CAE Dothan Training Center holds grand opening
The new CAE Dothan Training Center boasts state-of-the-art classrooms, a suite of high-fidelity simulators and training devices inside its modern facility. But what’s brought into the facility that speaks volumes for it’s high tech capability is a tiny little chip the size of a camera memory card.
Each day when student aviators take off, that chip records a video of inside the cockpit with them flying with an instructor. Every action and comment is capture for later evaluation.
The training center is designed to provide a comprehensive fixed-wing flight training for U.S. Army, U.S. Air Force pilots and other customers. This is all accomplished through CAE and it’s team members, which includes Navigator Development Groups Inc.
Officials from CAE officially held a grand opening last month on the 79,000-square-foot facility, which included a fly-by from two of aircraft used for training, the Grob G120TP.
During the ceremony, CAE USA President and General Manager Ray Duquette said the vision of CAE is to be the recognized global training partner of choice. “We want to enhance efficiency, enhance safety and very important to the military is enhancing readiness,” he said. “We want to be the recognized partner of choice, which means we are doing what we said we would do, and doing it well.”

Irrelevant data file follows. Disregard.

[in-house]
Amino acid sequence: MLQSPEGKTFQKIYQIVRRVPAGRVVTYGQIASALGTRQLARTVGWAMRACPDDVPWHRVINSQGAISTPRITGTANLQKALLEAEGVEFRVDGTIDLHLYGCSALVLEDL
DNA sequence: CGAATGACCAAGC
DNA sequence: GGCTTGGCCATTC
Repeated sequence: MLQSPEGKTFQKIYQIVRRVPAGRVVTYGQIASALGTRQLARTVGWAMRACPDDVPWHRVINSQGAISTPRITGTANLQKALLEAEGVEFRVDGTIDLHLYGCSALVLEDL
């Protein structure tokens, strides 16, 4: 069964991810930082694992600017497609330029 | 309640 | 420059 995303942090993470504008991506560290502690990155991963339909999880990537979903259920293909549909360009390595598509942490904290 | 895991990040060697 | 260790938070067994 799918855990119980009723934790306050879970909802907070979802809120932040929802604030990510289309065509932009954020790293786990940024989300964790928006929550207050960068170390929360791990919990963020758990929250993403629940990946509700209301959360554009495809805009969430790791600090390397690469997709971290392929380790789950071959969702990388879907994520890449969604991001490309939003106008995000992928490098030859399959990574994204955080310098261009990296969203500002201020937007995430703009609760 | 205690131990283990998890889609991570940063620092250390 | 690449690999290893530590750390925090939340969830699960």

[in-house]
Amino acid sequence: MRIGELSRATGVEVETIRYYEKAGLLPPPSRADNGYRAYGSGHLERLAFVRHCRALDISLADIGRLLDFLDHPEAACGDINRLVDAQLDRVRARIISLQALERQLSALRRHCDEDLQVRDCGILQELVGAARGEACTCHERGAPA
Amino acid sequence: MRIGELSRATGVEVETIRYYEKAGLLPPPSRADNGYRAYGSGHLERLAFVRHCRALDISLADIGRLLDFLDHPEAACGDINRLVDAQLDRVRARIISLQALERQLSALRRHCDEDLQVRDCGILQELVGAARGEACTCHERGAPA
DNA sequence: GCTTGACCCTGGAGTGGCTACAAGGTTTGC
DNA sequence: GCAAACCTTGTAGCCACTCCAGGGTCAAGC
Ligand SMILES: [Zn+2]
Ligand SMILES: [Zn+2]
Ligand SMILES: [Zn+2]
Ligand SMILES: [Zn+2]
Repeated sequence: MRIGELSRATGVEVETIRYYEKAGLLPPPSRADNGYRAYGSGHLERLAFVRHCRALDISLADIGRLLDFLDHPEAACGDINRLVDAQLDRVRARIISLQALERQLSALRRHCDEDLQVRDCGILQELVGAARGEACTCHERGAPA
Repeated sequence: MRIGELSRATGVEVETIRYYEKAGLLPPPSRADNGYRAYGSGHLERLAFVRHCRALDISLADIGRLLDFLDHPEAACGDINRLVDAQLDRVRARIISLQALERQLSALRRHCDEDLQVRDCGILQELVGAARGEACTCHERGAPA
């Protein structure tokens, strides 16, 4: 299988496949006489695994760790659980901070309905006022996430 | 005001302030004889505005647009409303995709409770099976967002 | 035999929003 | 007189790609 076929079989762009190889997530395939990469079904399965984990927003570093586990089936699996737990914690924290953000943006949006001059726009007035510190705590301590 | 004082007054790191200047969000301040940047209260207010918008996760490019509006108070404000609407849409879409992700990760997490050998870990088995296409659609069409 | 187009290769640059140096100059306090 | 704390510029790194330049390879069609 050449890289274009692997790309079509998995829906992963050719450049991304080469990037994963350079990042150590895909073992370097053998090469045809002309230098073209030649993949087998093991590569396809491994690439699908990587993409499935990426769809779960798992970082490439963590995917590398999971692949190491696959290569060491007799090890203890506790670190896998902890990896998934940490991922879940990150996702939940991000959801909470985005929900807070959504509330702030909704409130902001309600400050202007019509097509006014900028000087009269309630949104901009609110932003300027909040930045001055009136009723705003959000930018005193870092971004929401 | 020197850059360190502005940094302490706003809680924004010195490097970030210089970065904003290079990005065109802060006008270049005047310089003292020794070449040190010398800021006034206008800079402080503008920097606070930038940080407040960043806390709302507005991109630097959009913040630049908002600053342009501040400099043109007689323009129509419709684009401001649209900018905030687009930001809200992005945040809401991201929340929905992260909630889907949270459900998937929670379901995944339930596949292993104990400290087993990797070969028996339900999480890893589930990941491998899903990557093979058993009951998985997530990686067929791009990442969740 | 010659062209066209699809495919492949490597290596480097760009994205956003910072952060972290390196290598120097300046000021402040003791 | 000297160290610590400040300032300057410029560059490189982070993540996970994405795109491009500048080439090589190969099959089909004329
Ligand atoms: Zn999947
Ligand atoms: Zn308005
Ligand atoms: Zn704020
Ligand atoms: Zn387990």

Duquette said CAE has not been alone on this journey to offer a competitive training service and deliver a solution in a short time frame for the Army.
“This project would not have been possible without our industry partners right here in Alabama,” he said. “And I thank our employees for your commitment to this partnership in doing what we said we would do—delivering in just 12 months a modern, flexible and cost effective training capability.”
The center, located at the Dothan Regional Airport, will train Army rotary wing helicopter pilots transitioning to the Army’s fleet of more than 350 fixed-wing aircraft. The program also offers a new Intial Entry Fixed-Wing Flight Traing program for the Army C-12/RC-12 Huron and the recurrent training of the Air Force C-12 Huron pilots.
About 600 students will go through the course each year. The course includes many hours of simulator and live flight training.